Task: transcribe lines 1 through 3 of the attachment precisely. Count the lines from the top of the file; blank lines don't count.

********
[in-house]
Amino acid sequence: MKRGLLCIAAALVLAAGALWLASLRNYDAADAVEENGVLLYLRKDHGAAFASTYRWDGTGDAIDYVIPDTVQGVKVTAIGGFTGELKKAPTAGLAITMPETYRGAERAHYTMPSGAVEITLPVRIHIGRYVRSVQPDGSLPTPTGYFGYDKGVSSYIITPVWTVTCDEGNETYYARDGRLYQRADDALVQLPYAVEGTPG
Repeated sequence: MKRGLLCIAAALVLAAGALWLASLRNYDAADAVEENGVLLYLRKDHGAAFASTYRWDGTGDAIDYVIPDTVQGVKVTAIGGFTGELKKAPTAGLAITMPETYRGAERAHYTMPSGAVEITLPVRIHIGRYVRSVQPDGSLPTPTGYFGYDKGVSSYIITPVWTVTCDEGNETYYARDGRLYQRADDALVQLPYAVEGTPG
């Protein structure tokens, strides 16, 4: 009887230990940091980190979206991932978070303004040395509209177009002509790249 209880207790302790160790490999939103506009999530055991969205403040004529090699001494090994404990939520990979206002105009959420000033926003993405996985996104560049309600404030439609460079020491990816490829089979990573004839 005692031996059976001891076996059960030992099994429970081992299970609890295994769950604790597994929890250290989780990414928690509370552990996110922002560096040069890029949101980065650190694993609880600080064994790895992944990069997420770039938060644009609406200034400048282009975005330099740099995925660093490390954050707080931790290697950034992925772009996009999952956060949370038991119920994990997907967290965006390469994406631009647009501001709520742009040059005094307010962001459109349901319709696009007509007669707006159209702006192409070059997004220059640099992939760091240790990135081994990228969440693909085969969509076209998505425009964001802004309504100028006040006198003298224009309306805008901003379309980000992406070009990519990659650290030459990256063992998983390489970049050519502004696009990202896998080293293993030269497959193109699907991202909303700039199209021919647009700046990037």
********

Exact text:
[in-house]
Amino acid sequence: MKRGLLCIAAALVLAAGALWLASLRNYDAADAVEENGVLLYLRKDHGAAFASTYRWDGTGDAIDYVIPDTVQGVKVTAIGGFTGELKKAPTAGLAITMPETYRGAERAHYTMPSGAVEITLPVRIHIGRYVRSVQPDGSLPTPTGYFGYDKGVSSYIITPVWTVTCDEGNETYYARDGRLYQRADDALVQLPYAVEGTPG
Repeated sequence: MKRGLLCIAAALVLAAGALWLASLRNYDAADAVEENGVLLYLRKDHGAAFASTYRWDGTGDAIDYVIPDTVQGVKVTAIGGFTGELKKAPTAGLAITMPETYRGAERAHYTMPSGAVEITLPVRIHIGRYVRSVQPDGSLPTPTGYFGYDKGVSSYIITPVWTVTCDEGNETYYARDGRLYQRADDALVQLPYAVEGTPG